A Change to the New York State Legislature

By: Jack Madden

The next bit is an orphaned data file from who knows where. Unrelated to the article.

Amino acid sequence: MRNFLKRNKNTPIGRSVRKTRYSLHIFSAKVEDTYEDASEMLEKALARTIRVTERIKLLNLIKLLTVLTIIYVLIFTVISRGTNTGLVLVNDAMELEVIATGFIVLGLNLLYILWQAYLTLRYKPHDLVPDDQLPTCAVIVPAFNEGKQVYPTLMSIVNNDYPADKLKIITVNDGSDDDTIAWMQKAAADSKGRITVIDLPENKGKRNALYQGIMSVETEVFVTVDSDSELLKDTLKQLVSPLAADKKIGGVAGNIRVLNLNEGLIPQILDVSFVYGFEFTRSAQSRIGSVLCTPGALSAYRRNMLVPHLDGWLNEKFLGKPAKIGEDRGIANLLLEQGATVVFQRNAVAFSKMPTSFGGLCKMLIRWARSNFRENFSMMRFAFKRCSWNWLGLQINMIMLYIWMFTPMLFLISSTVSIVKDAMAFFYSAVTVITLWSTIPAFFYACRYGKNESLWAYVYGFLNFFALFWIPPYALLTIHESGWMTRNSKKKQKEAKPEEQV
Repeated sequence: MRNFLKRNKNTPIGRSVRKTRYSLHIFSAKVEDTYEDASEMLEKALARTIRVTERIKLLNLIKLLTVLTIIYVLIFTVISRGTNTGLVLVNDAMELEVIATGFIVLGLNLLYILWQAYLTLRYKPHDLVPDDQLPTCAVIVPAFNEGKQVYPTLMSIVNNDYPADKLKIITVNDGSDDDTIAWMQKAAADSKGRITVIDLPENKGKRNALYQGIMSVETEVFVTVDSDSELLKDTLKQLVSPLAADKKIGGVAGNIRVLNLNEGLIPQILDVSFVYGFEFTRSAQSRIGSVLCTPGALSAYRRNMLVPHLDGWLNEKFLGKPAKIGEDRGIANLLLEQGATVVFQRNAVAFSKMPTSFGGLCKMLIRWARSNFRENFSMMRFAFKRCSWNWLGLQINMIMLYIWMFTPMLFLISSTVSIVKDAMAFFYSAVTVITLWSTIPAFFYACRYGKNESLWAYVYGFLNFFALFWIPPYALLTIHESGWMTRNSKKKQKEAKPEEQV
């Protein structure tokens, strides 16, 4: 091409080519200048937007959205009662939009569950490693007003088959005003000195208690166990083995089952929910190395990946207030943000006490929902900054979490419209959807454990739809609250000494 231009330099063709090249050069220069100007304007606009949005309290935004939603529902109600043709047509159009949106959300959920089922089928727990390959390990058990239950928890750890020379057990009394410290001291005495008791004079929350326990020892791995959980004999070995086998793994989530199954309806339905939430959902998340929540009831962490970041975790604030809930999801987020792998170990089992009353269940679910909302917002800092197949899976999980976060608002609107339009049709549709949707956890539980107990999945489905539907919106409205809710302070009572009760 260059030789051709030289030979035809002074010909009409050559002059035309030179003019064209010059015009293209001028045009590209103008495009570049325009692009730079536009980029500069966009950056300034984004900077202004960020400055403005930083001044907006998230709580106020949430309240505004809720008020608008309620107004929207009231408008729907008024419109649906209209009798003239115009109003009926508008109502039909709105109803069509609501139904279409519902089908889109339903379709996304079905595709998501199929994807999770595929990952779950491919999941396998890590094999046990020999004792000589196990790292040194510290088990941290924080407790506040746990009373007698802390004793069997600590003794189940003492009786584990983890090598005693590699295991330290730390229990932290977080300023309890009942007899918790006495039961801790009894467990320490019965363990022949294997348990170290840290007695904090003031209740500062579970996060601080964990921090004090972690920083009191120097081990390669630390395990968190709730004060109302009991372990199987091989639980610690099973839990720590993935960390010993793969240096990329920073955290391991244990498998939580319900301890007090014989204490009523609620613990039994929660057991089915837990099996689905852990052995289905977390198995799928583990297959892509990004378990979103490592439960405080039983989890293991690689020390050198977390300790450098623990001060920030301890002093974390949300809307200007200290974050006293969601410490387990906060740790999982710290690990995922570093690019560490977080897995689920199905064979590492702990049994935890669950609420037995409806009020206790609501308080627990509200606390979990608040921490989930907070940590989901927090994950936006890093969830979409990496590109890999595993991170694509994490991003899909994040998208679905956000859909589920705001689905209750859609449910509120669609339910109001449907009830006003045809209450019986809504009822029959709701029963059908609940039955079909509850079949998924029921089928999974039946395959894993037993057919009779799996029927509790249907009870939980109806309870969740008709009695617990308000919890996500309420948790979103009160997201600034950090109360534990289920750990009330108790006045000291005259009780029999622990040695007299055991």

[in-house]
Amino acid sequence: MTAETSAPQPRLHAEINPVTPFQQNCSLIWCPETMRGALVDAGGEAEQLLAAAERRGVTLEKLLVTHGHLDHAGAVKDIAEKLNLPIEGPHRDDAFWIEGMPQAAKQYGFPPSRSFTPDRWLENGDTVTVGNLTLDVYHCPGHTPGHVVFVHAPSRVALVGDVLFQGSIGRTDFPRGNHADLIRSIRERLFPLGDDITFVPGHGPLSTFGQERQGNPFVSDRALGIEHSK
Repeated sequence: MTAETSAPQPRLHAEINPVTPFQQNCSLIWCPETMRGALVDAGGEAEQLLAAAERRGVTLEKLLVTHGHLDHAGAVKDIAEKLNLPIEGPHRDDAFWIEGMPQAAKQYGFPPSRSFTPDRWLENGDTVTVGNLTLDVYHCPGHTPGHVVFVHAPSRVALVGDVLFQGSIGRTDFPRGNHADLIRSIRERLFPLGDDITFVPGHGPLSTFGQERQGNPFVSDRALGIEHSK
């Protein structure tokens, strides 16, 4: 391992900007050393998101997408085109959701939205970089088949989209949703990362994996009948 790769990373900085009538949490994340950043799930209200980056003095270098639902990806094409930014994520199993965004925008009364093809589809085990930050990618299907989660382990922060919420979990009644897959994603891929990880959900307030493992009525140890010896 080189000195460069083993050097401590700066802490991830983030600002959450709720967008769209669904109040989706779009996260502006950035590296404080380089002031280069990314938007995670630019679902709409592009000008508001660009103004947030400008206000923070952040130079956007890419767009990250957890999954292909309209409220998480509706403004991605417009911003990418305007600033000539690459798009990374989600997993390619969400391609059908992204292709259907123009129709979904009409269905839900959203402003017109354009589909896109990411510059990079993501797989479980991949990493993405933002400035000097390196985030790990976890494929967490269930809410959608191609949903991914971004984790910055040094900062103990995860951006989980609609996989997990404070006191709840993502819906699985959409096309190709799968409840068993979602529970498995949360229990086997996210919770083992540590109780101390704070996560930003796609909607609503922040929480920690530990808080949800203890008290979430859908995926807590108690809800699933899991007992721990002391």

In November 2020, New York State Democrats gained 3 seats in the Senate and kept all their seats in the Assembly. That crucial three seat gain allowed the NY State Democratic party complete control over Albany with a supermajority in both chambers of the legislature, and with a Democratic Governor in Cuomo. What’s even more important is that Democrats now have complete control over drawing the election maps. This allows them, if they so choose, to draw the maps in their favor, so they can win both more frequently and by bigger margins. While unlikely, Senate Majority Leader Andrea Stewart-Cousins said that they will draw compact maps that keep a Democratic Supermajority. Maps are currently drawn in Republicans’ favor, especially in the State Senate; however, Democrats can draw compact maps where they easily get 75-80% of the seats in the legislature. In the short-term, the more progressive legislature now has the power to override Cuomo’s vetoes. Before 2018, Republicans controlled the State Senate with a power sharing agreement with conservative Democrats. This group, called the IDC, allowed for major progressive laws to be trimmed down. Even though most of the legislation happens through the complex and often very corrupt budgeting process in New York, very liberal and progressive Democrats in the NY legislature will have far greater power than they do now. This is already being tested by the Assembly Speaker Carl Heastie and Senate Majority Leader Andrea Stewart-Cousins, who propose new taxes on multi-millionaires and the more than 100 billionaires in New York. Due to the legislature’s progressives having an increase in power, Cuomo may now have to abide by these proposals to tax the rich (considering the state is in need of a solution to the more than $10 billion budget hole due to COVID). Only time will tell, but what is certain is that New York politics have just tipped on its axis for the first time in decades.  


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